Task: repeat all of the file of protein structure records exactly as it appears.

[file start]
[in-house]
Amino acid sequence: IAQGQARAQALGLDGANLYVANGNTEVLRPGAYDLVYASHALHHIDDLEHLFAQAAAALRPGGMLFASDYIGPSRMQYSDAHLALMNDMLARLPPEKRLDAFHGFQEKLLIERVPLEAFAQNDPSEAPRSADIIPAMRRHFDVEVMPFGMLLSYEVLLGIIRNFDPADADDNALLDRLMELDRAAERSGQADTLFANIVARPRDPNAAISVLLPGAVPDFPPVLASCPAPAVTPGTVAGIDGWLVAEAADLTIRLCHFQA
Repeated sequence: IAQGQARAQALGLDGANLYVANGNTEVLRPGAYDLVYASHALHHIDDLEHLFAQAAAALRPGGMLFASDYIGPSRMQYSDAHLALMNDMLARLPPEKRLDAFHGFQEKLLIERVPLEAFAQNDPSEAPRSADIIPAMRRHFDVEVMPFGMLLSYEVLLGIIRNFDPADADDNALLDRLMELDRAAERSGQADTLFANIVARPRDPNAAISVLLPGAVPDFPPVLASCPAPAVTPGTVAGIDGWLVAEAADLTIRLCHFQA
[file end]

[in-house]
Amino acid sequence: IAQGQARAQALGLDGANLYVANGNTEVLRPGAYDLVYASHALHHIDDLEHLFAQAAAALRPGGMLFASDYIGPSRMQYSDAHLALMNDMLARLPPEKRLDAFHGFQEKLLIERVPLEAFAQNDPSEAPRSADIIPAMRRHFDVEVMPFGMLLSYEVLLGIIRNFDPADADDNALLDRLMELDRAAERSGQADTLFANIVARPRDPNAAISVLLPGAVPDFPPVLASCPAPAVTPGTVAGIDGWLVAEAADLTIRLCHFQA
Repeated sequence: IAQGQARAQALGLDGANLYVANGNTEVLRPGAYDLVYASHALHHIDDLEHLFAQAAAALRPGGMLFASDYIGPSRMQYSDAHLALMNDMLARLPPEKRLDAFHGFQEKLLIERVPLEAFAQNDPSEAPRSADIIPAMRRHFDVEVMPFGMLLSYEVLLGIIRNFDPADADDNALLDRLMELDRAAERSGQADTLFANIVARPRDPNAAISVLLPGAVPDFPPVLASCPAPAVTPGTVAGIDGWLVAEAADLTIRLCHFQA